Friday, July 11, 2014

Getting There the Long Way

DFEH v. Ottovich, No. A136607 (D1d4 June 30, 2014)

This case is an appeal of a damages award entered after the trial court struck the defendants answer as a discovery sanction. Interestingly, the propriatey of the sanction is not a contention on appeal.

The trial court struck defendant’s answer and entered default as a sanction for his non-compliance with discovery orders. Plaintiff—the Department of Fair Employment and Housing, bringing a housing discrimination case on behalf of an individual—then filed a statement of damages under Code of Civil Procedure § 585. It did not, however, follow § 425.11, which requires a personal injury plaintiff* to serve a statement of damages before a default can be taken against a defendant. The court held a prove-up, after which it awarded a default judgment of about $250,000. The court later relieved the defendant from the default judgment due the failure to comply with § 425.11, but did not un-strike the answer. Based on the struck answer, it granted DFEH’s motion for summary judgment on liability.** Defendant moved to reconsider, which was denied.  The court then conducted a jury trial on damages. The jury awarded about $8,000, and defendant appealed.

Two questions are presented: (1) did relieving defendant from default automatically reinstate his answer; and (2) did the court err in denying the reconsideration motion. The court of appeal answers both in the negative, without much difficulty.

As to the answer, the trial court’s order specifically left the striking of the answer intact. Given that the court relieved defendant from default specifically for the purpose of curing plaintiff’s failure to give pre-default notice of damages—and not to reverse its sanction—nothing made it incumbent on the court to also un-strike the answer. It was thus permissible to treat the case like no answer had been filed. So all facts as to liability could be deemed admitted.

Nor did the trial court err in declining to reconsider its summary judgment ruling. The motion did not raise “new or different facts, circumstances, or law” and was thus permissibly denied under § 1008. Moreover, even if the motion were treated as a motion for discretionary relief from default under § 473(b)—as defendant argued on appeal—it was properly denied. The motion didn’t address the the discovery misconduct, which was original justification for striking the answer. The court thus didn’t abuse its discretion in denying it.

Affirmed.

*This isn’t a personal injury case, so § 425.11 doesn’t facially apply. See generally Schwab v. Rondel Homes, Inc., 53 Cal. 3d 428, 432 (1991) (§ 425.11 applies when plaintiff’s primary injuries are to his physical or emotional person). But why it matters—which is not clear from the opinion—is a result of another weird California procedural rule.

Those familiar with federal default procedure know that if there’s a damages number in the complaint, the clerk can enter the judgment for the sum certain. Fed. R. Civ. P. 55(a)(1). But if no number is alleged, the court has to conduct an evidentiary hearing where the defendant can contest the amount of damages. Fed. R. Civ. P. 55(a)(2).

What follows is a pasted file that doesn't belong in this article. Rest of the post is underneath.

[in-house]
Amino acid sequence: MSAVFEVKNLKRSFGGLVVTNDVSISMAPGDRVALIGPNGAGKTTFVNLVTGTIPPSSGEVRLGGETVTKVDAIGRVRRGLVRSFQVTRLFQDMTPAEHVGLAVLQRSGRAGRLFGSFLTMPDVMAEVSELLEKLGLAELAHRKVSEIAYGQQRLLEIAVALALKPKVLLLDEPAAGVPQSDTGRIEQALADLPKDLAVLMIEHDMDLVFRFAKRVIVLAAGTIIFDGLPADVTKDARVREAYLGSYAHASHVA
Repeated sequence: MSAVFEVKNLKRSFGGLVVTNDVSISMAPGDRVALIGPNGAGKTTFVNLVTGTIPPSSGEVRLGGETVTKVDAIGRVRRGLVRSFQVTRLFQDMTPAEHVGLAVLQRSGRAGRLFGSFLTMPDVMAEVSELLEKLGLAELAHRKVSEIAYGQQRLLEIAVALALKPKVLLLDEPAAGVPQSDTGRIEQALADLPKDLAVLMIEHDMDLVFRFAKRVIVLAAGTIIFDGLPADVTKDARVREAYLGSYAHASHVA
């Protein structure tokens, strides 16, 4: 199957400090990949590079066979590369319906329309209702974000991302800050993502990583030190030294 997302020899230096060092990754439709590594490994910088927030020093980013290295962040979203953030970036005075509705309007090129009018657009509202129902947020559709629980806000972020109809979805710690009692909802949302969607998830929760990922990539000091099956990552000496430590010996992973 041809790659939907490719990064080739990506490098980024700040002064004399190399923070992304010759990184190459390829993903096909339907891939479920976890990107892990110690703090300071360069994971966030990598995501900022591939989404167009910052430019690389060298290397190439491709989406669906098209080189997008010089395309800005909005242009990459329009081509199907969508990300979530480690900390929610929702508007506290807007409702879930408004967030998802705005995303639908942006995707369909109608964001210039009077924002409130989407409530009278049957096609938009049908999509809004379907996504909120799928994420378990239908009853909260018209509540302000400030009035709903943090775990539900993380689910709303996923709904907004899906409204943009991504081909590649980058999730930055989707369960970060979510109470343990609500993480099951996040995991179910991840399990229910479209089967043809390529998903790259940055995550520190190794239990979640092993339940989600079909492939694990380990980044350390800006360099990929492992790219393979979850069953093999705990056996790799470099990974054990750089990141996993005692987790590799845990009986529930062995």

Weirdly, California lacks the latter option. Section 585 requires an evidentiary prove-up, but it’s entirely on an ex parte—real ex parte, not California ex parte—basis. The due process implications of that are avoided by the fact that § 425.10(a)(2) requires that “[i]f the recovery of money or damages is demanded, the amount demanded shall be stated.” There is an exception for PI cases, where “the amount shall not be stated”—presumably to head off in terroram complaints for massive damages against doctors in malpractice cases. But in those cases,
§ 425.11 kicks in, requiring a party to serve a damages statement before seeking a default.

The problem, however, is that for non-personal injury cases § 425.10(a)(1) is honored only in the breach. In all but the simplest cases, calculating damages requires an expert who isn’t going to be retained until long after the complaint is filed. So almost every complaint seeks “damages according to proof at trial,” or something like that. If the defendant defaults, however, that poses a problem. As Schwab explains, the ex parte prove up under § 585 has due process issues because the defendant won’t have notice about how much skin he has in the game before defaulting.

So, there are two potential solutions for non-PI cases where damages aren’t quantified. One would require the plaintiff either put an estimate into the original complaint to amend to put in a specific number before seeking default.  That doesn’t seem to happen too often. On the other hand, cases suggest that the plaintiff can “provide post-complaint, pre-default notice to the defendant of the amount to be sought if the defendant defaults.” Finney v. Gomez, 111 Cal. App. 4th 527, 544 (2003). That is precisely what § 425.11 requires. Thus the parts of § 425.11 that deal with default effectively apply to non-personal injury cases where no damages number is alleged in the complaint, even though they don’t say so.

**And although the approach the court took here seems like an effective work-around that resolves the due process issues presented by § 585’s lack of an adversarial prove-up when defendant doesn’t know the damages demand, it begs another question. As a recent case explains, § 437c(f) bars summary judgment on liability only if the amount of damages are still in contest. So, had the issue been raised, it’s not clear that the trial court actually had the power to do what it did here absent the consent of the parties.

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